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Improvising Over The Dominant Cycle in Jazz

Ivan Gygi

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JGT Contributor Ivan Gygi provides a valuable lesson on the Dominant Cycle in Jazz.

Developing the ability to improvise over the dominant cycle is essential for the aspiring jazz musician. Not only does it frequently appear in standards, but also just the fundamental idea of any chord type moving around the cycle is fundamental to jazz. This is evident in songs like All the Things You Are, and Autumn Leaves. There are many strategies for blowing over these changes and many great players may have different approaches.  With that in mind, I will share some tips that have helped me. Video accompanies the last graphic of the article.

What is the dominant cycle?

 The Dominant Cycle is when Dominant 7 chords move up by 4ths or down by 5ths in a continuously resolving sequence until they reach the end destination. If you are familiar with the circle of fourths, this cycle follows the same pattern. In a continuous loop, it looks like this. 

Parts of this cycle appear in many songs and jazz standards. Here are some examples: 

Dominant 7th Lines

If you don’t already have an arsenal of dominant 7th lines under your fingers, start learning a few. Here are some that have given me a lot of mileage: 

When playing over the dominant cycle, I sometimes like to stitch together these lines to create a longer phrase. Here is an example that combines a few of the lines from above.

Learning to combine your lines like this requires experimentation. Spend some time trying different combinations and ways to weave together your own go-to lines. 

Using Chord Substitutions

The substitution I most commonly use is replacing the V7 with the ii7. This is called the ii for V sub and is very common in jazz. In the key of C major, that would mean I could replace the G7 with a D-7. It can also work in reverse with the V replacing the ii. Because I have more go-to jazz lines over ii7 – V7 progressions than anything else, this opens up a huge chunk of my vocabulary that I can now utilize over the dominant cycle.

A substitution I like to use for an altered sound is replacing the V7 with another V7 chord a tritone away. This is called the tritone substitution and stems from diminished harmony. In the key of C major, this would be replacing the G7 with a Db7.

We can take this a step further and combine the tritone sub with the ii for V sub by adding Ab-7 for Db7 to create a ii-V progression. 

Both of these examples will sound very dissonant when played with accompaniment because they never resolve to the original changes. Mixing the tritone sub with the original changes and the ii for V sub will create a solo with a nice combination of tension and resolution. Here is an example:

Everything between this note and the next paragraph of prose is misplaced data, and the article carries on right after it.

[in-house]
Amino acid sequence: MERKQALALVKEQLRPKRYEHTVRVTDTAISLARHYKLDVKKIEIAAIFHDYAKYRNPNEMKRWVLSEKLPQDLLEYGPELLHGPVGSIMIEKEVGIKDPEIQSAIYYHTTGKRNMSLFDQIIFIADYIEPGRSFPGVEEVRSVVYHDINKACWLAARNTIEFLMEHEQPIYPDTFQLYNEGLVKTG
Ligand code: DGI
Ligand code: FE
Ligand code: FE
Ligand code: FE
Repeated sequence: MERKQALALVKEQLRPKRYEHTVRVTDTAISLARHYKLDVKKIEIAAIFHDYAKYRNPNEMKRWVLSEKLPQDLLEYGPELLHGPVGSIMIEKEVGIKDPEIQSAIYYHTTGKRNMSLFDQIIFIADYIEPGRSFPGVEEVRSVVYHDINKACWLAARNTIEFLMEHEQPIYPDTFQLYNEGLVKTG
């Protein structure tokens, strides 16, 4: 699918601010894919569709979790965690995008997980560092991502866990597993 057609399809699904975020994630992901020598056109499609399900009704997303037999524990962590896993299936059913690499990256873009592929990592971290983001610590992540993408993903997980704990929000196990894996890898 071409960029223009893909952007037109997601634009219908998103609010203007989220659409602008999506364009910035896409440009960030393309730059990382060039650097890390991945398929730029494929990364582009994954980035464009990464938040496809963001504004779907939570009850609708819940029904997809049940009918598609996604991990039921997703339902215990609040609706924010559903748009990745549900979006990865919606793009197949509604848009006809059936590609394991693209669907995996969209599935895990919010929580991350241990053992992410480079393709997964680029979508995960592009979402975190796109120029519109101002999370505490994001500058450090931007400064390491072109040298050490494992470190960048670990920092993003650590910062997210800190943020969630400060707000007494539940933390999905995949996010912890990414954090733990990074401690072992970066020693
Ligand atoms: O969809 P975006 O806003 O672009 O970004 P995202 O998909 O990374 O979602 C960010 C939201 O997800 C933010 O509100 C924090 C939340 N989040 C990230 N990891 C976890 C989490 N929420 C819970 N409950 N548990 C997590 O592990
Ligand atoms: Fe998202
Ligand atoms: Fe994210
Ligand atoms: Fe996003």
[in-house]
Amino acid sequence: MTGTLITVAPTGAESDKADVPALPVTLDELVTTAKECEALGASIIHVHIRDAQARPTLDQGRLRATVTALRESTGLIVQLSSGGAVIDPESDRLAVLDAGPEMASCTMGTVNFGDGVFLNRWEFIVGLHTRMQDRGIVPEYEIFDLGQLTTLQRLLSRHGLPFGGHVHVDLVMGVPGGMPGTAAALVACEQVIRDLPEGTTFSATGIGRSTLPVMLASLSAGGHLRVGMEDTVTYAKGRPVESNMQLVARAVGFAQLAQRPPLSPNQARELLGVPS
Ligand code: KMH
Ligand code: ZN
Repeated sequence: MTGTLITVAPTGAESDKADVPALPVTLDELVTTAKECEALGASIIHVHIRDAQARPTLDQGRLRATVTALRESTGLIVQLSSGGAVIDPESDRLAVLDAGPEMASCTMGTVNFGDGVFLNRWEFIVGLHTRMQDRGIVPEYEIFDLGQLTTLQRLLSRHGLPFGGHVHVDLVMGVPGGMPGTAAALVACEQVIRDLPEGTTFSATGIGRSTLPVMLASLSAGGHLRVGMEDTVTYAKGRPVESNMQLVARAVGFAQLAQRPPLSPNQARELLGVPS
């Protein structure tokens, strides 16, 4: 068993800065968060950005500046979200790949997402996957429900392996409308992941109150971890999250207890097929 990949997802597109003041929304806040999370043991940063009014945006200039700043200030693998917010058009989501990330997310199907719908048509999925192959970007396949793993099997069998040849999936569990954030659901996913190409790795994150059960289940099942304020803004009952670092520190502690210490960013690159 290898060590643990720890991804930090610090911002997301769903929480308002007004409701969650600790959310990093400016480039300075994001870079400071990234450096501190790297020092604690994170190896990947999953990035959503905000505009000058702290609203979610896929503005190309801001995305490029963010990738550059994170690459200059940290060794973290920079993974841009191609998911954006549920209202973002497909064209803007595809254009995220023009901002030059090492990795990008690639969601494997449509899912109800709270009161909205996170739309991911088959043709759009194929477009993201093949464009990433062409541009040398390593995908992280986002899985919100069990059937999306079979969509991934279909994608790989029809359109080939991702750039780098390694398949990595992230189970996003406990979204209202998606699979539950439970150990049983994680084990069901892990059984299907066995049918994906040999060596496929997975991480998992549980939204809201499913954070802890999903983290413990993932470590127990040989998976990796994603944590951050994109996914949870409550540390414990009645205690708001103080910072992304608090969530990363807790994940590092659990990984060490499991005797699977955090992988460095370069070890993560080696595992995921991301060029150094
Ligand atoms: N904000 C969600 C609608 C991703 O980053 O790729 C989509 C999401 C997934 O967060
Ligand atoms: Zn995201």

Using the Cycle to Practice Scales

Once you feel comfortable getting your go-to jazz vocabulary into your playing, improvising around scales/modes can bring a new level of creativity. Improvising around scales is a massive topic with many different approaches. My intent is to show you a few of the ways that I like to practice and utilize scales around the dominant cycle. 

Here is an exercise I like to use to develop my ability to seamlessly transition between scales. I start by picking a certain type of dominant 7th scale. I then use that scale to play through the cycle using only eighth notes. As the chords change I try to continue my line by moving to the next closest note in the scale based on the new root. I first practice the scale without playing any leaps and trying to avoid frequent changes in direction. If I were practicing the Mixolydian scale, it might look like this:

      C Mixolydian               F Mixolydian   Bb Mixolydian Eb Mixolydian

The point of this exercise is not to sound musical, but rather to train your brain to see how these scales connect. As you grow in comfort you can begin to use skips and more frequent direction changes in your lines. This will make your lines more compelling and produces a sound similar to what someone like guitarist Nir Felder might play.

      C Mixolydian               F Mixolydian   Bb Mixolydian Eb Mixolydian

To make it sound more like jazz, you can also begin to add chromatic notes to connect the scale tones. I have added a green dot above all the chromatic notes in this example. 

         C Mixolydian               F Mixolydian   Bb Mixolydian Eb Mixolydian

You can apply these same steps to other scales you are working on. You might try the Lydian Dominant or Super Locrian scale. 

Example #1 (Lydian Dominant): 

Example #2 (Super Locrian):

Putting It All Together 

Here is a short solo over the dominant cycle that incorporates both my stock lines and improvising with scales.  See Video!

Pre-prescribed lines are a foundation that clearly voice the jazz language, while the improvised scales bring an element of creativity and melodic freedom. Combining the two can help create a solo that is well balanced. Finding the right balance comes with practice and experience. 

I hope these exercises help you find new ways to practice the dominant cycle and hopefully make it more understandable and fun. 

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